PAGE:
Peter Varley wrote:
>In the specific case of Schubert's D960, surely [the repeat] is very
>important? There's music in the lead-back from the end of the exposition
>to the start which doesn't appear anywhere else in the movement. If
>the exposition repeat isn't played, that passage is never heard.
>To my mind, that's reasonable evidence that Schubert not only wanted the
>exposition repeat to be played but expected that in practice it would be.
Yes, OK. The counter-argument would be that the repeat was there first
and Schubert had to think of a lead-in as a way of getting back to the
beginning. He may desperately have wanted the lead-in passage to be heard,
or it may have been an expedient measure to satisfy the (for him) a priori
requirement of a repeat! Look, I admit speculating like this is rather
unproductive. In all honesty, what it boils down to in the end is my own
listener's perspective, which for the moment tells me that there are more
factors in that movement speaking against the necessity of the repeat than
for it. It all depends on how you see the character of the movement.
You may conclude that the lead-in is vital because it adds a new, darker
perspective to the entire movement. Alfred Brendel reached the opposite
conclusion: for him, the lead-in to the repeat was completely at odds with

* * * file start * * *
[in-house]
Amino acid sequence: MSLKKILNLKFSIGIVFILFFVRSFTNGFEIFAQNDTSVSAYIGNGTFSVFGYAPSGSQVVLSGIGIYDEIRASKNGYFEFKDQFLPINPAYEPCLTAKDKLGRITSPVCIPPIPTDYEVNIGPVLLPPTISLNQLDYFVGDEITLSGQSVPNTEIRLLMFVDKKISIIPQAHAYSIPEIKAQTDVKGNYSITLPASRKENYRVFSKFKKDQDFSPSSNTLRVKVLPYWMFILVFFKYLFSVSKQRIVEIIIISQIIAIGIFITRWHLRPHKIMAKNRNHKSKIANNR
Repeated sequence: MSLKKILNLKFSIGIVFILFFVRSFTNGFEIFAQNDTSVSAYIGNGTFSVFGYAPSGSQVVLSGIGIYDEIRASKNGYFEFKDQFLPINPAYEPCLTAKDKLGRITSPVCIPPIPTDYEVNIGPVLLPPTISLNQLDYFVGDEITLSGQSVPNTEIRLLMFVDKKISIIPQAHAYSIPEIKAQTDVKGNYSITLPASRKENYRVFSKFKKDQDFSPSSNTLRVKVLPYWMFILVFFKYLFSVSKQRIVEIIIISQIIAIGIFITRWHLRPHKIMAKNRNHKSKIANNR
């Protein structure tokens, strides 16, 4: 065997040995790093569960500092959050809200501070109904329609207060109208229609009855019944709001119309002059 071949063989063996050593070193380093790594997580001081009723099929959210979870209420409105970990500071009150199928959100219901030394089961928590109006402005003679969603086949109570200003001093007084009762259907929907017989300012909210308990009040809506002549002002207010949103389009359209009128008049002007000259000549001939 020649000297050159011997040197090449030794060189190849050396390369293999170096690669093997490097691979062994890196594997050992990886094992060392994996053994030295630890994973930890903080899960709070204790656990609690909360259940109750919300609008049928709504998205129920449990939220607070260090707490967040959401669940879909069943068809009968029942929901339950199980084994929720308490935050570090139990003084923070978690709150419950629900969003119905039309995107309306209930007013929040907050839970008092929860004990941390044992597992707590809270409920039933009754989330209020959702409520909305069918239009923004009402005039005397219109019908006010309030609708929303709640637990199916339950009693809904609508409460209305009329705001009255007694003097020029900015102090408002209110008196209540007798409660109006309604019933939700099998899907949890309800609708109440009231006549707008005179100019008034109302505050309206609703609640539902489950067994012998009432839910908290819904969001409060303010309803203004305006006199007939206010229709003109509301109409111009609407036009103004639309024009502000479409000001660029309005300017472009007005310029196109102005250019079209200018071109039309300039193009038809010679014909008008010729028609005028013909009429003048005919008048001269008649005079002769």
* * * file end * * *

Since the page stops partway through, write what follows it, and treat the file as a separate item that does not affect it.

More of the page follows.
the character of the rest of the movement - far too agitated and stormy.
He thought it amounted to a psychological misjudgment on Schubert's part.
For him, taking the repeat was not only unnecessary but detrimental to
the overall design. Does the interpreter have a right to make that sort
of Judgment? That depends on your interpretative philosophy. Jocelyn
seems to prefer a 'warts-and-all' representation of the score that leaves
the listener to come to his own conclusion, whereas I tend to think the
interpreter has the duty to take an active stand in relation to the work,
to try to make some sense of it for the listener and show it to its best
advantage. That means digging as deeply as possible into all aspects of
the score and its genesis, but also having the courage to go against the
letter of the score if that deep digging suggests it. That may be a
risk-filled approach, but it is a thoughtful and engaged approach, one
which keeps the work alive for both performer and audience.
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